The X-Files: The Album


Elektra Records, 1998

REVIEW BY: Alicia St. Rose


I've never been a fan of television show The X-Files. Not owning a television set might have something to do with it, but I don't think so. I tried to acquaint myself with the serial by taking advantage of the VHS rentals and utilizing my boyfriend's TV and VCR. Unfortunately, the episode I rented had some inane story about liver flukes the size of humans living in the hull of a Russian tanker ship. This was completely off-putting and I haven't dipped my toe in the pool since.

Also I have a problem with the formula: girl likes boy, boy likes girl, but neither has the chutzpah to make a move. It gets old! Sorry, if I've offended any "x-philes" out there. I'm just expressing an opinion and at the same time explaining why I missed my_heart_sings_the_harmony_web_ad_alt_250 The X-Files - The Movie.

So why would I review a soundtrack to a movie I could care less about? Simply, because this album is packed with some superb musical moments! And to tell the truth, if the cohesion and mood expressed on this album is in any way exhibited in the movie, I might have to head to the video store again.

Some of the strongest and most innovative influences in alternative music are represented on this album and there is not a weak spot to be found. We can thank the producers Don Was and Chris Carter for their excellent discrimination in putting this package together.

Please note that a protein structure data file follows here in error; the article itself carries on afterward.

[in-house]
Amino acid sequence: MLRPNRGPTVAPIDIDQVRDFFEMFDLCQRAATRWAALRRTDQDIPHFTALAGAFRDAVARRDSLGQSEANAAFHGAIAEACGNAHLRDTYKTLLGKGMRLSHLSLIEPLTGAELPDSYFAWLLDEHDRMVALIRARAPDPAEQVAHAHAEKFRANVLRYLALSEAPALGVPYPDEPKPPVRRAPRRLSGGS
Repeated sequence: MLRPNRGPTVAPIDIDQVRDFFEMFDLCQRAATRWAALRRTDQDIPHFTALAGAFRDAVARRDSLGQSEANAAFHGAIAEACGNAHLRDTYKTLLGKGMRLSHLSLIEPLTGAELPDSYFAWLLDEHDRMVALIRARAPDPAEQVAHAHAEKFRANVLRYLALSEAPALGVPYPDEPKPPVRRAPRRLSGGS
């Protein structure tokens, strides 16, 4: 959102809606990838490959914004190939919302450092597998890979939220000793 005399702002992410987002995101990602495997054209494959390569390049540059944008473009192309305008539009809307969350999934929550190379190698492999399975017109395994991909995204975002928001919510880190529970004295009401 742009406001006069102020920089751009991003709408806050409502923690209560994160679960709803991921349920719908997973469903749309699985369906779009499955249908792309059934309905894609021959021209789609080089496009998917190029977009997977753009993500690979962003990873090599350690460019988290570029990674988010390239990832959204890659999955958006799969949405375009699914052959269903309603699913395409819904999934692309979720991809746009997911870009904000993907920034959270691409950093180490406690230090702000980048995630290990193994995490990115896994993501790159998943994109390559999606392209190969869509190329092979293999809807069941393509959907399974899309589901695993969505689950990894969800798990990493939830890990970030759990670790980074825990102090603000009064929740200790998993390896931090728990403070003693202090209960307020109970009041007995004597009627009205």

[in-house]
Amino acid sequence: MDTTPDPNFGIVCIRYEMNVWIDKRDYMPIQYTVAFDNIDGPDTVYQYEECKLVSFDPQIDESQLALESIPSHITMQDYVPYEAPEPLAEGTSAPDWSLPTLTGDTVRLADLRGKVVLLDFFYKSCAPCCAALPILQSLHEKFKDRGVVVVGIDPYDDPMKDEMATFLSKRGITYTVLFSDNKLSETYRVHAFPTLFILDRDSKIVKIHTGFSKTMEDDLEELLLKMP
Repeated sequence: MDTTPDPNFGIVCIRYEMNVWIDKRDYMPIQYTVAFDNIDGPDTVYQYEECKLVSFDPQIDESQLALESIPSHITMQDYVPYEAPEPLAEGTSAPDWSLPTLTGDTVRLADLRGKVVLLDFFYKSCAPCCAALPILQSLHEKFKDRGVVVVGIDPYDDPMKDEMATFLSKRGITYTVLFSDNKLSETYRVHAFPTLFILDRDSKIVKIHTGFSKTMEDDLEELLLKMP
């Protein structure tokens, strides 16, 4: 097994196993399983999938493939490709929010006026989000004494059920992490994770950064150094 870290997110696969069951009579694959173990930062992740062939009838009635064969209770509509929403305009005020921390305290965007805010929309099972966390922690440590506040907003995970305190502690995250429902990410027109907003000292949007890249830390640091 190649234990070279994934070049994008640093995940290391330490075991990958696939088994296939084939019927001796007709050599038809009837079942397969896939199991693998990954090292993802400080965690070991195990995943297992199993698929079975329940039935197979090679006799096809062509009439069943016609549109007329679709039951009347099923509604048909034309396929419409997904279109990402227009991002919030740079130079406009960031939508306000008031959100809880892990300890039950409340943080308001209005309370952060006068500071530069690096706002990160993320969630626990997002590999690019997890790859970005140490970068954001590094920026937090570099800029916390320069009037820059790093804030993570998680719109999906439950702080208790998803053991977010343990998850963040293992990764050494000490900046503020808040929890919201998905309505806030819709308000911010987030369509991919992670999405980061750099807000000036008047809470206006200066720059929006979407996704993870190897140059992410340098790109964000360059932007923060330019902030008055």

Most notable are the cover songs and reworkings of originals. Filter opens the album with a cover of Harry Nilsson's "One". This is more than a cover; it's an appropriation. You can barely make out the song through the rain of guitars and vocal anguish. The band X gives us a cover of the Doors' "Crystal Ship" which threatens to outdo the original.

And Sting and Sarah McLachlan may have bested their originals with new renditions of "Invisible Sun" and "Black", respectively. Sting duets with Aswad and the reggae additive in the Police's early work bursts forth with full flavor in this marvelous version.

Other contributions to this show case come from Björk with the mesmerizing "Hunter", The Cardigans with the cool "Deuce", Soul Coughing's distinctive sound on "16 Horses" and Ween's wacky "Beacon Light".

There are two instrumentals. The album would not be complete without "The X-Files Theme" courtesy of the Dust Brothers. And there is a surprisingly good instrumental by Noel Gallagher, of Oasis.

The album is rounded out with performances by Tonic, The Foo Fighters, The Cure and Better Than Ezra making this album a virtual smorgasbord of alternative goodies. Fill up and go back for seconds!

Rating: A

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© 2000 Alicia St. Rose and The Daily Vault. All rights reserved. Review or any portion may not be reproduced without written permission. Cover art is the intellectual property of Elektra Records, and is used for informational purposes only.